Forest Service workers toil to replace lost pines, spruces |

Forest Service workers toil to replace lost pines, spruces

Mike McCollum

— Along a hillside in the Routt National Forest, a crew of six men moved across a landscape Wednesday filled with rocks, fireweeds and charred trees.

The steady sound of hoedads striking stone filled the air as each man took a swing with his sharpened tool to remove a layer of earth. Every three steps, they stooped down and removeed a bare-root seedling from a satchel slung around their waist and placed it in the ground. Three feet later, a swing of the tool, another seedling was planted.

Working up the hillside and planting lodgepole pine and Engelmann spruce seedlings to the ridgeline more than 900 feet away will consume their day.

For the past four years, foresters have planted about 60,000 seedlings annually in the Routt National Forest. Most of the work happens in a two-week span in June.

“I’m never going to plant a tree for Arbor Day,” joked crewmember Brian Haas as he loaded 120 seedlings into his satchel. “I figure planting 4,000 trees covers me for about 4,000 Earth Days.”

The hillside, located in the Diamond Park area off Forest Service Road 44, was littered with fallen trees that fell victim to the 1997 blowdown. The storm produced winds in excess of 100 miles an hour that flattened 20,000 acres of old growth forest in the Routt National Forest and Mount Zirkel Wilderness area. A fire swept through the area in 2002, further stripping the area of vegetation.

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“We got double whammied here,” said Forester Jeff Hartling, who explained that when the trees were blown down, their seeds dropped into the soil to replace the lost trees. “Nature was starting to regenerate, but the fire came through and destroyed all the seeds.”

Four years after the fire, very little natural growth is reappearing in the area, Hartling said. Typically, a forest naturally regenerates 70 to 80 percent of the time after fires.

“It was real hit and miss,” said Hartling, who pointed to a hillside across an adjoining valley. “Over there, it didn’t blow down, so the seed source stayed in the trees until the fire came through, which released the seeds.”

The crew moved across the landscape, planting in 9-foot by 9-foot spacing. With each cling of the hoedad on stone, a reverberation ran down Jonathan Tucker’s spine. After 12 days of planting, the forester said his back is sore and his hands are covered in calluses, but signs of previous years’ efforts have taken root.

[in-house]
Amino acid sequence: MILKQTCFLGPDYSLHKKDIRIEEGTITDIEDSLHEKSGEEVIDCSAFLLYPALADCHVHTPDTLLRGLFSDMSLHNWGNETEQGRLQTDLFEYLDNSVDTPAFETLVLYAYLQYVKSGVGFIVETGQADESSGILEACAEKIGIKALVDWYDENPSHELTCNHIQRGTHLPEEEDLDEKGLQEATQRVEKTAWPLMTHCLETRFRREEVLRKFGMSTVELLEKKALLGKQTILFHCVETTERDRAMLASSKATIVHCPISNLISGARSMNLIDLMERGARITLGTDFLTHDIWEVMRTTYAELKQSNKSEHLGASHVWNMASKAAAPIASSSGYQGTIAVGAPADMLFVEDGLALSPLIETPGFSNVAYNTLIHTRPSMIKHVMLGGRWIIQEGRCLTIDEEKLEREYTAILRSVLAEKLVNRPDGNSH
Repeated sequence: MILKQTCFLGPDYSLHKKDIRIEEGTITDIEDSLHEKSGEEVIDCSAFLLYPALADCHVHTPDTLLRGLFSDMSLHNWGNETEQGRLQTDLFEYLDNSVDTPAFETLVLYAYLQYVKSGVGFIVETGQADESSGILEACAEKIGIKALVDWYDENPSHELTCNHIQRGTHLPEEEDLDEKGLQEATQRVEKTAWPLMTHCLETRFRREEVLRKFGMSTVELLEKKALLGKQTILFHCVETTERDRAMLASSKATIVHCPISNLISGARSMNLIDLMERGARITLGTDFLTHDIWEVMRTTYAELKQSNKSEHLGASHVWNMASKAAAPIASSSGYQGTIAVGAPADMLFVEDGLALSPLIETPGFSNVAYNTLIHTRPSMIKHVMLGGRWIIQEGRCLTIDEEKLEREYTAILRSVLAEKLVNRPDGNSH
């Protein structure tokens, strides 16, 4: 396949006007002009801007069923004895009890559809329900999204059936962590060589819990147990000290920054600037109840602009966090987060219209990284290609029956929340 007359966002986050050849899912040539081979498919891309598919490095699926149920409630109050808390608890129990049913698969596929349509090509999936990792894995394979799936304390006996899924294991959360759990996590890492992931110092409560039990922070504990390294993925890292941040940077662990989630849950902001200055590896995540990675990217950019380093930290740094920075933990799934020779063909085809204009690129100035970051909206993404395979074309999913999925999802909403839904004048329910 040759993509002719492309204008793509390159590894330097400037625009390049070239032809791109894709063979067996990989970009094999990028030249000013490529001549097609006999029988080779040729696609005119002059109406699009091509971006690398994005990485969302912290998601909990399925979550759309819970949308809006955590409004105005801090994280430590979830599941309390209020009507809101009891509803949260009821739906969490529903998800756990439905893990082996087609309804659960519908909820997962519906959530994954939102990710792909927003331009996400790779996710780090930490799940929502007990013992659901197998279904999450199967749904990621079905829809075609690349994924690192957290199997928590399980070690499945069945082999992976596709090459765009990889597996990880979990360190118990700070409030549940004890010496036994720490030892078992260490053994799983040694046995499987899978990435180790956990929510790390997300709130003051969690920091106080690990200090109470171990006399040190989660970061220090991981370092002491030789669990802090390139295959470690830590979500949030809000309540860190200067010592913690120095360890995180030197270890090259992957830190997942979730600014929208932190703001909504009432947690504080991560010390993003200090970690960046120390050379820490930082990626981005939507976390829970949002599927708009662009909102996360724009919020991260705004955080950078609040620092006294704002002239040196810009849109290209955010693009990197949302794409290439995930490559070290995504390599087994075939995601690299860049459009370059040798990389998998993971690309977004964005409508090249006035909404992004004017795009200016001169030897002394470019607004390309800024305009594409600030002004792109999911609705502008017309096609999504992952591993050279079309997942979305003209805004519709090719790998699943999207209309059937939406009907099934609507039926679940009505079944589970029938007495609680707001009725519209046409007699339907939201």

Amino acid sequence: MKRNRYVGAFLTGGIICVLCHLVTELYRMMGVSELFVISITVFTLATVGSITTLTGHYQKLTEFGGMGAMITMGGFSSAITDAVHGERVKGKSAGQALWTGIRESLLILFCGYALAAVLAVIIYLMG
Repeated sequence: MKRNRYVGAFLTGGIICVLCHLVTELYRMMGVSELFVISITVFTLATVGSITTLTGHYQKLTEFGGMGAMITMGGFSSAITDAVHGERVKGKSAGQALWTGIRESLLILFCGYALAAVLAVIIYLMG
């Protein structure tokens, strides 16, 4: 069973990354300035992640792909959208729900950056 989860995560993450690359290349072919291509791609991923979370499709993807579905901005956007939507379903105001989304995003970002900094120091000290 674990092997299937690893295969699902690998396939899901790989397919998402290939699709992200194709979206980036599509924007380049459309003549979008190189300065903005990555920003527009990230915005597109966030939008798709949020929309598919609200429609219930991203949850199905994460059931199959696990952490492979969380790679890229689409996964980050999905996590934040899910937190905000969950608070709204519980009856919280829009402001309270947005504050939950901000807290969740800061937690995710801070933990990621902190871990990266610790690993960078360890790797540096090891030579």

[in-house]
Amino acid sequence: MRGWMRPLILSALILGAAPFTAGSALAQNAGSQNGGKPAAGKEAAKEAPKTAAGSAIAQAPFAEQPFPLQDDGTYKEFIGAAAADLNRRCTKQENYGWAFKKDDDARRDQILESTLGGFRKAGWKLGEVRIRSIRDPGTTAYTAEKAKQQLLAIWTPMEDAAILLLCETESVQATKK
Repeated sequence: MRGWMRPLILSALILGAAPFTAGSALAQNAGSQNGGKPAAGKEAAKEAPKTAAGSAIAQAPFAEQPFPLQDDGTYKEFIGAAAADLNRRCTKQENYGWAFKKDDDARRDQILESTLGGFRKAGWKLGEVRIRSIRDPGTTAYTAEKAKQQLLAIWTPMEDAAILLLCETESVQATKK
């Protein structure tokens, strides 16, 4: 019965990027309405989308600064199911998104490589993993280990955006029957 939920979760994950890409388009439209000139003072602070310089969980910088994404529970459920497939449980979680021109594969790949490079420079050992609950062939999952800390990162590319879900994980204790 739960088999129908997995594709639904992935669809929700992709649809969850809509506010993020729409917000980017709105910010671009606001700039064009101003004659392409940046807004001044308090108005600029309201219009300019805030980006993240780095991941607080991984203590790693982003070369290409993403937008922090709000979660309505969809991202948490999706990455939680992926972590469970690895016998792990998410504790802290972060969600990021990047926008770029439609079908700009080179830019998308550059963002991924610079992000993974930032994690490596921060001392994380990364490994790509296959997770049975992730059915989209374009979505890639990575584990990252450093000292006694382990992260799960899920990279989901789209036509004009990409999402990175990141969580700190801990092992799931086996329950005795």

“If you look right at the junction of (Forest Service Road) 43 and 433, we planted that in 2003, and they are almost 3 feet tall,” he said. “It’s really cool. You see all those little trees in the skyline about 8 feet apart, and now they are above the vegetation.”

Shaded under a tarp next to a forest service pickup truck, a few thousand seedlings were neatly packed into cardboard boxes in bags of 10 that were shipped from a U.S. Forest Service nursery in Nebraska.

“They have all our seeds in storage there, so when we order trees from them, it’s local seed,” said Hartling, who noted the seeds have been collected for 30 years and kept in cold storage. “We send the cones and they extract the seed. This year, we ordered 36,000 lodgepole and 16,000 spruce, and they just sow them in the nursery, grow them up and box them for us.”

The 6- to 10-inch seedlings grew for four months in a greenhouse before they were shipped to Routt National Forest. Hartling said botanists trick the trees by altering temperature and light to spur growth in the root system while curbing the bud.

“They turn the lights out and make them think the days are getting shorter so they go into dormancy just like any tree would do in the winter time,” he said. “It helps to get the roots established. If the tree starts taking off, the roots can’t keep it up, so it’s good to have the roots established to anchor the tree in.”

By the end of the day, each man planted about 360 seedlings, which worked out to 537 trees per acre.

“With a 90-percent success ratio, that puts us at about 450 (per acre), which would be pretty good,” Hartling said. “We scrape the dirt so you have a little bare patch to minimize competition. Up here, it burned so hot all we got are some fireweed, but the seedlings can’t compete if they are covered in it.”

Due to snowpack followed by a month of mud, the crew couldn’t plant in June. Hartling said an additional 14,000 trees will be planted in the fall, but, in the meantime, he’s looking for rain.

“All we can do is stick them in the ground and hope for a good thunderstorm,” he said. “Mother nature does what she does.”